Less than a month after its shortlist was revealed, the 2014 Orwell Prize for political writing has gone to Labour MP Alan Johnson for his memoir This Boy. The former home secretary’s account of his early childhood took the £3,000 prize, only days after winning the £10,000 Ondaatje Prize. In a head-to-head battle of ideologies, Johnson’s book beat Charles Moore’s Margaret Thatcher: The Authorised Biography, as well as Gaiutra Bahadur’s Coolie Woman, Frank Dikötter’s The Tragedy of Liberation, James Fergusson’s The World’s Most Dangerous Place and David Goodhart’s The British Dream.
Sue McGregor, one of the three judges on the Orwell’s panel (alongside Robert McCrum and Trevor Philips), described Johnson’s book as ‘a tale told without a trace of self-pity, but with great grace and good humour, of what it was like growing up poor in a single-parent family in post-War Britain. It is at once deeply personal and nationally significant, and a highly engaging read.’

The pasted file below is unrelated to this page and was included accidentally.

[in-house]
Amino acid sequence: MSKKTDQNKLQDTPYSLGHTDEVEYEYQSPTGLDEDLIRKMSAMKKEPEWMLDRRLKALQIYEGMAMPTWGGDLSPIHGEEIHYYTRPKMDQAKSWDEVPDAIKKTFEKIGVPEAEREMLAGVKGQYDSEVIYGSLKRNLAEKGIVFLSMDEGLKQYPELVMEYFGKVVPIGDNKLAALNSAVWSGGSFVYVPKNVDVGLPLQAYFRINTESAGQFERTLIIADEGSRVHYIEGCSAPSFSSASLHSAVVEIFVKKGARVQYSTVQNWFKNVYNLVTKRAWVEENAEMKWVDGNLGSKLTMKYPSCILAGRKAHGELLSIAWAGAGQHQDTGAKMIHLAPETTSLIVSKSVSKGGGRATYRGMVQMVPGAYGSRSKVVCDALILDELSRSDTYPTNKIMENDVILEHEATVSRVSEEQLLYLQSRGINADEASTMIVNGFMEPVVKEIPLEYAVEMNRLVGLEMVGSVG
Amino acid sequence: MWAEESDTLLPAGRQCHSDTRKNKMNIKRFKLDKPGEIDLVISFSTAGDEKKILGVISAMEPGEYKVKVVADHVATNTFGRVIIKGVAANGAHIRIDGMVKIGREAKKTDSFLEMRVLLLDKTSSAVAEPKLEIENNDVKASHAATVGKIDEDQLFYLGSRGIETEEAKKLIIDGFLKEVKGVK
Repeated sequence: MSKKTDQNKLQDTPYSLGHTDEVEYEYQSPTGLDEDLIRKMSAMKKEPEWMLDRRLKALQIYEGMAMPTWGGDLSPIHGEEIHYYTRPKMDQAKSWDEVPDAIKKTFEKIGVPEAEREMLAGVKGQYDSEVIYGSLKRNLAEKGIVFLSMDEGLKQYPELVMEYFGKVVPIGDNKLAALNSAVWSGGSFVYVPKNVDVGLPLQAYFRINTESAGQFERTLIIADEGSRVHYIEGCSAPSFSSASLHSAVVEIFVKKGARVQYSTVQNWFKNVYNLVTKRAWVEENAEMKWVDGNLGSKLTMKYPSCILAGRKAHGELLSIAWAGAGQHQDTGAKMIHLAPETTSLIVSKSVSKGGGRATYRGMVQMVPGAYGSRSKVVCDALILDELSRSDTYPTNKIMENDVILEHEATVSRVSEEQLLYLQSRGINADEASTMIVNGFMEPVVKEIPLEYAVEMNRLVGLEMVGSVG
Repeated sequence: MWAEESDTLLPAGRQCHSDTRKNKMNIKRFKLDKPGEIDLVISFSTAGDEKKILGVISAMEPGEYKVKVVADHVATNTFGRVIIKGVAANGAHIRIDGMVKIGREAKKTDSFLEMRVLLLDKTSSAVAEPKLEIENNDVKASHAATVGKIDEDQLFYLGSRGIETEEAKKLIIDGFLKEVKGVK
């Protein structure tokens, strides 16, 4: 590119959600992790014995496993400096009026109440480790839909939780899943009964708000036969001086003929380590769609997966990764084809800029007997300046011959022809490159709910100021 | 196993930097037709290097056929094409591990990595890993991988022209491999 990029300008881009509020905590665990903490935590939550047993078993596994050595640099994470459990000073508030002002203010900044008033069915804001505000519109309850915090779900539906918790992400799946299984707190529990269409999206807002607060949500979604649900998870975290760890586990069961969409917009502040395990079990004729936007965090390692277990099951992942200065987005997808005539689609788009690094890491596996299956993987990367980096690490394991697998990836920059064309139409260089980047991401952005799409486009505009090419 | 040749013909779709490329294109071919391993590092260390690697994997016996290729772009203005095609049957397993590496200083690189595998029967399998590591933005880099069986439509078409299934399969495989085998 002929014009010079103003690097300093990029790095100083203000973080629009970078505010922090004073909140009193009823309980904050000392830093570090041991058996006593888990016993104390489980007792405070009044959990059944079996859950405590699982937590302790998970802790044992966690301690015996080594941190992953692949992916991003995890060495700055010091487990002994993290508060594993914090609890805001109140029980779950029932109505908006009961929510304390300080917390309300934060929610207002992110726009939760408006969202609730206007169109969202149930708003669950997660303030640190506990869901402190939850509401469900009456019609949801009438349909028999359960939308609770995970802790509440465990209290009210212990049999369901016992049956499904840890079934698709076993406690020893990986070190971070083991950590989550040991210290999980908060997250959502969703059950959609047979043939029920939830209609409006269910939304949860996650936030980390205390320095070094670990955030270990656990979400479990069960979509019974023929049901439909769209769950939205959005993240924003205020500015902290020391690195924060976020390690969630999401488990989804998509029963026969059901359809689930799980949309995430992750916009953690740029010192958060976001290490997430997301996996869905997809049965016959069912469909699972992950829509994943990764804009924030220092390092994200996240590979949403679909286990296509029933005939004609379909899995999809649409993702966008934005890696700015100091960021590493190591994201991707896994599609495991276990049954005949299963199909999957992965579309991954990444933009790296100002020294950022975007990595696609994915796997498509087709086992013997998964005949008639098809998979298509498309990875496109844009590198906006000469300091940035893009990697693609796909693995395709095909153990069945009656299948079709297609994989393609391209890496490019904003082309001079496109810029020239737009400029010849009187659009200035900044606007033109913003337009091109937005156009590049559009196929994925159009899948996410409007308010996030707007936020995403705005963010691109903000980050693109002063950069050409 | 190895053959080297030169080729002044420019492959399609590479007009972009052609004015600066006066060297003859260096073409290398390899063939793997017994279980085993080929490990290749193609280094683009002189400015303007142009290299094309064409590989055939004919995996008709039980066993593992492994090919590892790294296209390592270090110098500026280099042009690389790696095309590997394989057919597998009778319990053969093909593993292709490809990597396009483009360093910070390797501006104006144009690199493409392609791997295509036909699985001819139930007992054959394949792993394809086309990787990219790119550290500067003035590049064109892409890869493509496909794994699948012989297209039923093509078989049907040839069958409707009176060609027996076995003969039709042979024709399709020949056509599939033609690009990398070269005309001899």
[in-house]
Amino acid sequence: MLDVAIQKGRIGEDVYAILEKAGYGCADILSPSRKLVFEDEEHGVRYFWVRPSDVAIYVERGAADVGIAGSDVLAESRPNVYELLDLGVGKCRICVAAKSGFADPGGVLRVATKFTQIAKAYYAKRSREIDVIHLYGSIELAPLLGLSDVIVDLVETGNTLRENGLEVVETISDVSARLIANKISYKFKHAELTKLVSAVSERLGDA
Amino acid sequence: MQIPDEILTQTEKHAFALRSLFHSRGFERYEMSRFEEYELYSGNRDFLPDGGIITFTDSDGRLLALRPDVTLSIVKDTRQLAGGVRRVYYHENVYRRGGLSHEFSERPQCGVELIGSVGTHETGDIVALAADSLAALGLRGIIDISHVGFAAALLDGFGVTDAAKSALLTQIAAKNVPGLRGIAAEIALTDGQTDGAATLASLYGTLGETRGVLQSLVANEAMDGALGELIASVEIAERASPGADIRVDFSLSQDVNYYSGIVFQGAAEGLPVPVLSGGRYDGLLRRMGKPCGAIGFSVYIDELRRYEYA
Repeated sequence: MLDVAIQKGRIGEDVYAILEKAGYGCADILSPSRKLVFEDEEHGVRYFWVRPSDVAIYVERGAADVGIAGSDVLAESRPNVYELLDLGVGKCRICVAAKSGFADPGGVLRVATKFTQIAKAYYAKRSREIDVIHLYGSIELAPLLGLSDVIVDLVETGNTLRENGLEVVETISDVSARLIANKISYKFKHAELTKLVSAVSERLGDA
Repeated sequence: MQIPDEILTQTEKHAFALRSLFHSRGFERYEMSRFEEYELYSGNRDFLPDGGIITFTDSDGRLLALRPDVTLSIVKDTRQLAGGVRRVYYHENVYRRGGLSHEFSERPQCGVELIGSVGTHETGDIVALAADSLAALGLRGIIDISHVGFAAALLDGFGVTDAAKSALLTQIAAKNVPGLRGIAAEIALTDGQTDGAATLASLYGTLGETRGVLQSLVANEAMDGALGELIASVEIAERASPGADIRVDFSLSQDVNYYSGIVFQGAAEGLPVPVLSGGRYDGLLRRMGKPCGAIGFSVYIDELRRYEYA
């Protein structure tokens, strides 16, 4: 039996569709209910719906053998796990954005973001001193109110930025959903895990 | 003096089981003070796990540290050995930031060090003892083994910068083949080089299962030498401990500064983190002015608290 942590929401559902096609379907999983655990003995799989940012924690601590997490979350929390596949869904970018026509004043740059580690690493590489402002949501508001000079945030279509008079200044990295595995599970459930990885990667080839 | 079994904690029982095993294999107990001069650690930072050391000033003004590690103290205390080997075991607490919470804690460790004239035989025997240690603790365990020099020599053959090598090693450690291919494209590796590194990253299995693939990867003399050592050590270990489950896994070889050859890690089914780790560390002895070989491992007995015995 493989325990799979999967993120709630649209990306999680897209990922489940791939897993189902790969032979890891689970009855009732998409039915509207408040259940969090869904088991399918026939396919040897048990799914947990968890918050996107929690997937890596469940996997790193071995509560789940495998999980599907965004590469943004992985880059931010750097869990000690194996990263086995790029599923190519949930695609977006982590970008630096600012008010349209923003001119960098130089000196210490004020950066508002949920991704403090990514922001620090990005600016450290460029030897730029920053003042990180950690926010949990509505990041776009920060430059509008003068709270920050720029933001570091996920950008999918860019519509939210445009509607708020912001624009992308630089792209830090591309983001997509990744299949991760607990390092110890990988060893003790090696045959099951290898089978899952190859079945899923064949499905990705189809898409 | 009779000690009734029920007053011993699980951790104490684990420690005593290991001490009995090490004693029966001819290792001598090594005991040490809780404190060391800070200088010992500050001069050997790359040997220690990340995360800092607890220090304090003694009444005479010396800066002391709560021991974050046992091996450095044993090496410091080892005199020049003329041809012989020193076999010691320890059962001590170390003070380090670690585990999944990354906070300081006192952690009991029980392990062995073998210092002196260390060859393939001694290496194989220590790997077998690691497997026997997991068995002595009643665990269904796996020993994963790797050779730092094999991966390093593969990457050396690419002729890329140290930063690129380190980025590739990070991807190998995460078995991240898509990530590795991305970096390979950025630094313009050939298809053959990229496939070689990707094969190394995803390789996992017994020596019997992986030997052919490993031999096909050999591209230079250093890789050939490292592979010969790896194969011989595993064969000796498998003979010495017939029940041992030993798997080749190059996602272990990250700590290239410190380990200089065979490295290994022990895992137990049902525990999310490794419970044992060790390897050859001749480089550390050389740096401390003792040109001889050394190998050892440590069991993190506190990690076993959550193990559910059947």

The prize for journalism went to The Guardian’s Ghaith Abdul-Ahad, ahead of fellow nominees James Astill, Aditya Chakrabortty, Jonathan Freedland, AA Gill, Gideon Rachman and Mary Riddell. Abdul-Ahad’s Guardian colleague Jonathan Freedland was presented with a special award, having been nominated for the Orwell seven times previously.
The prize also took the occasion of its 21st anniversary to announce several new ventures: the Orwell Youth Prize will be open to exam-age high school students in a bid to encourage them to become involved with politics, while the new online publication Encountering Orwell will collect their experiences of reading Orwell from writers including Peter Hitchens, Boyd Tonkin and David Hare.
It is also, in conjunction with the Joseph Rowntree Foundation, launching another journalism prize, the self-explanatory Orwell Prize for Exposing Britain’s Social Evils. The Joseph Rowntree Foundation’s Claire Ainsley says of the prize: ‘Journalism has always played a role in uncovering inconvenient truths. It feels timely to establish an award that rewards, encourages and supports original, in-depth journalism. Journalism that reflects and exposes the reality of people’s lives, and has impact on the UK’s social problems.’
He was chief hack and music editor of webzine Brazen from 2006 to 2010, and hosted Left of the Dial on Subcity Radio from 2008 to 2011.
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